But I mention all that because, here, in the simple grace of Marian’s “genre” fantasies, the seriousness and importance and pertinence of the work are implicit in the craft itself. She who has ears, let her hear. There were at least a couple of moments in these stories – I won’t try to pinpoint them now (I read, as I rarely do anymore, without marking up the text!) – where it occurred to me that I wish a certain contemporary politician, not to mention a few of his more reactionary cohorts, could read this and reflect on its teaching. But, of course, some ears are not made for hearing, and I suspect that he is beyond comprehending, incapable of shame or self-revelation. But, there the wisdom lies, in all its simplicity and its nuance.

My present journey amongst Marian and her crew of southern Indiana writers has certainly helped me to push aside whatever snobbery might exist or might have existed in (especially my youthful) ambitions as a distinctly literary artist. Though, in fairness to that idealism, what I really felt a revulsion toward were the cookie-cutter Harlequin Romances and such. And, beyond that, I have always been open to instruction, as when I picked up Louis L’Amour’s memoir – Education of a Wandering Man, I think it was – which led me to take a respectful, if brief, glimpse at the art of his Western fiction. At the same time, I have always been attracted to the populist in literary fiction: John Steinbeck, for instance, read and admired by the common man. And that’s the kind of literary writer I have always wanted to be. Even in my wildest experimentation, I have been at pains to make the experimental form accessible and comprehensible.

th461VYQDSA new milestone in this evolving understanding of the subject occurred on Saturday, last week, at the Imaginarium in Louisville, where I attended a panel discussion on which sat Marian’s pseudonymous daughter, “Sara Marian” (well, her flesh-and-blood daughter, who uses that pseudonym). She, like me, had literary pretensions, and has abandoned her early efforts along those lines, viewing them as hopeless failures. But now, with her rather popular (one of Per Bastet’s top two sellers) The Life and Death (but mostly the death) of Erica Flynn, in the writing of which she simply tried to write a good story, she feels that she has expressed a good deal of what she had hoped to say in a more deliberately literary fiction. Inspired, by the way, by the likes of Fyodor Dostoevsky! How could I not love her?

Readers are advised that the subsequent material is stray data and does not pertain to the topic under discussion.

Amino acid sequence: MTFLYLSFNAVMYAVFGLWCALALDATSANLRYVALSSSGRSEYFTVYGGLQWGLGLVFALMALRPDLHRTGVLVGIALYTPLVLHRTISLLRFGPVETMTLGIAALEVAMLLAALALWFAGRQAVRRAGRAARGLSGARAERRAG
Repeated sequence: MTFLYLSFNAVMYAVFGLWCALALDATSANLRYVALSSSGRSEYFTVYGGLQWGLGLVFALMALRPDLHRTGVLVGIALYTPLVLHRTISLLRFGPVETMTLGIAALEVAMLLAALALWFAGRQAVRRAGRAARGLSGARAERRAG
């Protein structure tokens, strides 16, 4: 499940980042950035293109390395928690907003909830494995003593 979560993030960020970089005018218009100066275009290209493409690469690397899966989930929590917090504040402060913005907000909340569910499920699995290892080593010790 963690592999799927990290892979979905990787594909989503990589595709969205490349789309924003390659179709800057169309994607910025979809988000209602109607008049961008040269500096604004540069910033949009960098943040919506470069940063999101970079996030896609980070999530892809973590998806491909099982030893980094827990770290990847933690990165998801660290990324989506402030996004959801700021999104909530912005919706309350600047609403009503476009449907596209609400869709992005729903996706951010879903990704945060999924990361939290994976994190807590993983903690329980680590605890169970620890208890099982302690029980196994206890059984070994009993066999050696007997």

That book, I gave as a gift a couple of Christmases past to my daughter Nadina. Don’t know if she’s read it yet, but someday I must. As for me, while also having moved on from my early efforts, I continue to fashion a more deliberately literary body of work; and, at the same time, I have some faint hope of returning to some of that early but, ultimately, unsuccessful work and crafting something more palatable to a general public. If I succeed at that, I imagine that my present sojourn among so-called genre writers like Marian Allen and her charming daughter will have played a role equal to, if not superior to, my “literary” influences and models. This book – Shifty: Tales from the World of Sage – makes that ever so clear. The proof is not in the pudding so much as in the story, the narrative, dressed up however it might be in literary apparel. I don’t believe there is any need to look down one’s nose at this popular literature, so long as it is finely crafted and imagined. As this work is.